We recently spent four days and three nights hiking in Abel Tasman National Park. The hike is classified as one of New Zealand’s Great Walks, meaning it’s one of the best in the country. It follows part of the northern coast of the South Island. (The South Island is way better than the North Island, by the way.) As far as scenery, it was, of course, beautiful. The path mainly went from golden beach to beach, cutting back up the cliffs and through the rain forest in between, with stunning overhead views of the bright blue ocean. Our overall experience, however, was a little more rural than I prefer.
We slept in bunks in DOC huts that didn’t have electricity or warm water. Reading by candle light, not showering, starting a fire in the wood-burning stove for heat and eating beef jerky for dinner was kind of fun the first night, but I got pretty sick of it after that. We had really good hiking weather during the days, mostly sunny and cool. At night, though, it got really cold and we didn’t have a sleeping bag. Long underwear, wool socks, sweaters, coats, hat and gloves are definitely not the most comfortable pajamas.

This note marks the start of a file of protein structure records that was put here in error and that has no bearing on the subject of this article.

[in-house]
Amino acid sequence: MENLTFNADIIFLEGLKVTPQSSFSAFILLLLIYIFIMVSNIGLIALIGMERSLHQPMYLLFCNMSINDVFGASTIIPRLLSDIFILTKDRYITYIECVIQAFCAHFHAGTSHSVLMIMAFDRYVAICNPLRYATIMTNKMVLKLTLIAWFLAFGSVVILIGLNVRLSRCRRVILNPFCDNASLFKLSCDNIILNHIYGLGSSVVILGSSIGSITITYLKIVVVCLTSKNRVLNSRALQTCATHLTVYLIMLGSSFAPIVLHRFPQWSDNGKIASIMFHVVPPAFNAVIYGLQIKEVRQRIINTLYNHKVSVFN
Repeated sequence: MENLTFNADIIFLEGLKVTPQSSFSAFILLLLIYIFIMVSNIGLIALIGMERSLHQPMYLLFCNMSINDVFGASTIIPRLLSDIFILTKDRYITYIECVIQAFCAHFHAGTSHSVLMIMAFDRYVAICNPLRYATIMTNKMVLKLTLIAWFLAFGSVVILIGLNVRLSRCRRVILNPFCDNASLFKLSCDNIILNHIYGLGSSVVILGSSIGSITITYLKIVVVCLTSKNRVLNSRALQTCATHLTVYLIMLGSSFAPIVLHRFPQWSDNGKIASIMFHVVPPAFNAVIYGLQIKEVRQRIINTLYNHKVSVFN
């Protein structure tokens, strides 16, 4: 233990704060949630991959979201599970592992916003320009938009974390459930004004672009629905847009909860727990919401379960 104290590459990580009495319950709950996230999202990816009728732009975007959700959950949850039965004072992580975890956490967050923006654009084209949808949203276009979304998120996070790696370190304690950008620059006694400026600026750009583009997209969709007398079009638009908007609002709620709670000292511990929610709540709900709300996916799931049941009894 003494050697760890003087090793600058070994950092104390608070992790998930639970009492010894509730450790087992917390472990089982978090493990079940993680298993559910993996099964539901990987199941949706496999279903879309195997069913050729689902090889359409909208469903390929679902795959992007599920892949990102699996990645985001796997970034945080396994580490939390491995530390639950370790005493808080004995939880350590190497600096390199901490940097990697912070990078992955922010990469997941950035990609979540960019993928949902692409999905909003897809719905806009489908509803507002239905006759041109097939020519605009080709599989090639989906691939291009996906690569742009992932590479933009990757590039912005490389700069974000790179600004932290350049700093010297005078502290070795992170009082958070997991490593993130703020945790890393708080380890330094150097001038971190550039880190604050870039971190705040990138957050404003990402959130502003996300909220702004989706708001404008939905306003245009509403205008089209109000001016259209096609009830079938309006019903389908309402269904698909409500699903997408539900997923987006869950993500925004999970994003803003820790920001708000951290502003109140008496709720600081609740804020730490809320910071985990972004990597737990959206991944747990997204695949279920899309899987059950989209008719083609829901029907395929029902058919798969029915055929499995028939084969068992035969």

Another feature/inconvenience of Abel Tasman is the tidal crossings. The tides bring drastic changes to the water levels in the park. Certain paths are only accessible around low tide, so we had to consult a tide table when we were planning our hike. The first day we had to wade through knee deep, cold water on a mucky beach with sharp shells for about twenty minutes. Needless to say, I was not a happy camper at the time.
Still, the park was worth all the trouble and we had a lot of fun. We hiked about four hours a day and saw many waterfalls and streams, along with the above mentioned beaches and forest. There were many steep uphills and downhills, but it was a really peaceful walk. Winter is low season here, so we didn’t see many other walkers. Our first night we had the hut all to ourselves. The second night we shared the hut with a nice Irish girl and the third night we hung out with a really funny group of Australians. We’ve already met a lot of really cool people.
At least now even the most basic hostels seem very warm and welcoming!